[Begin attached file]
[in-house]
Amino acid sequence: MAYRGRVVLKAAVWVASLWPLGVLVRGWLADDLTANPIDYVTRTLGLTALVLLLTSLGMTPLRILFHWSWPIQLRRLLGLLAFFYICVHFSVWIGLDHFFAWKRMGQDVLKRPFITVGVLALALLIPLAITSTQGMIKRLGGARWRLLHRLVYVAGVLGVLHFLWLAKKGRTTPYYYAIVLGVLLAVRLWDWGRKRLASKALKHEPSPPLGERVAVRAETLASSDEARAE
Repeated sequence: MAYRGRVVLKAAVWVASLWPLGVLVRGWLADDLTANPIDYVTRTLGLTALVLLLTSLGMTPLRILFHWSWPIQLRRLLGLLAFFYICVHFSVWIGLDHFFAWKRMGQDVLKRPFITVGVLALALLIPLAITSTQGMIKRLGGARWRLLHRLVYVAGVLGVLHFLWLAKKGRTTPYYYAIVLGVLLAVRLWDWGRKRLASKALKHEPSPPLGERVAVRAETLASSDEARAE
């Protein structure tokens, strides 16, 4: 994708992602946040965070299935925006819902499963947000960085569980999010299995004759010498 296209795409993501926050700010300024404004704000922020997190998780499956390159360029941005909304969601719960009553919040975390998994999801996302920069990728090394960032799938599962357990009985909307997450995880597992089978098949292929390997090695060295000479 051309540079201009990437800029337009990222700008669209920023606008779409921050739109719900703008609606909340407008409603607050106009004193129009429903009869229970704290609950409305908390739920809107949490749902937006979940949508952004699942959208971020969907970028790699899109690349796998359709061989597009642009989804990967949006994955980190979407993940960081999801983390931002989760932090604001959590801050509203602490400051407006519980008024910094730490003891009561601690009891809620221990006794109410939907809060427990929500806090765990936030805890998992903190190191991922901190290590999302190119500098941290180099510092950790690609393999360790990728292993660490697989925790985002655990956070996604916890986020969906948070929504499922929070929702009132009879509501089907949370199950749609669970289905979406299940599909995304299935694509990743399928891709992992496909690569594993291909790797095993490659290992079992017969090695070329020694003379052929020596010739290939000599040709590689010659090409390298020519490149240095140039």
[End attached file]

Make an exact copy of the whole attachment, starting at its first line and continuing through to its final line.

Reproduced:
[in-house]
Amino acid sequence: MAYRGRVVLKAAVWVASLWPLGVLVRGWLADDLTANPIDYVTRTLGLTALVLLLTSLGMTPLRILFHWSWPIQLRRLLGLLAFFYICVHFSVWIGLDHFFAWKRMGQDVLKRPFITVGVLALALLIPLAITSTQGMIKRLGGARWRLLHRLVYVAGVLGVLHFLWLAKKGRTTPYYYAIVLGVLLAVRLWDWGRKRLASKALKHEPSPPLGERVAVRAETLASSDEARAE
Repeated sequence: MAYRGRVVLKAAVWVASLWPLGVLVRGWLADDLTANPIDYVTRTLGLTALVLLLTSLGMTPLRILFHWSWPIQLRRLLGLLAFFYICVHFSVWIGLDHFFAWKRMGQDVLKRPFITVGVLALALLIPLAITSTQGMIKRLGGARWRLLHRLVYVAGVLGVLHFLWLAKKGRTTPYYYAIVLGVLLAVRLWDWGRKRLASKALKHEPSPPLGERVAVRAETLASSDEARAE
């Protein structure tokens, strides 16, 4: 994708992602946040965070299935925006819902499963947000960085569980999010299995004759010498 296209795409993501926050700010300024404004704000922020997190998780499956390159360029941005909304969601719960009553919040975390998994999801996302920069990728090394960032799938599962357990009985909307997450995880597992089978098949292929390997090695060295000479 051309540079201009990437800029337009990222700008669209920023606008779409921050739109719900703008609606909340407008409603607050106009004193129009429903009869229970704290609950409305908390739920809107949490749902937006979940949508952004699942959208971020969907970028790699899109690349796998359709061989597009642009989804990967949006994955980190979407993940960081999801983390931002989760932090604001959590801050509203602490400051407006519980008024910094730490003891009561601690009891809620221990006794109410939907809060427990929500806090765990936030805890998992903190190191991922901190290590999302190119500098941290180099510092950790690609393999360790990728292993660490697989925790985002655990956070996604916890986020969906948070929504499922929070929702009132009879509501089907949370199950749609669970289905979406299940599909995304299935694509990743399928891709992992496909690569594993291909790797095993490659290992079992017969090695070329020694003379052929020596010739290939000599040709590689010659090409390298020519490149240095140039």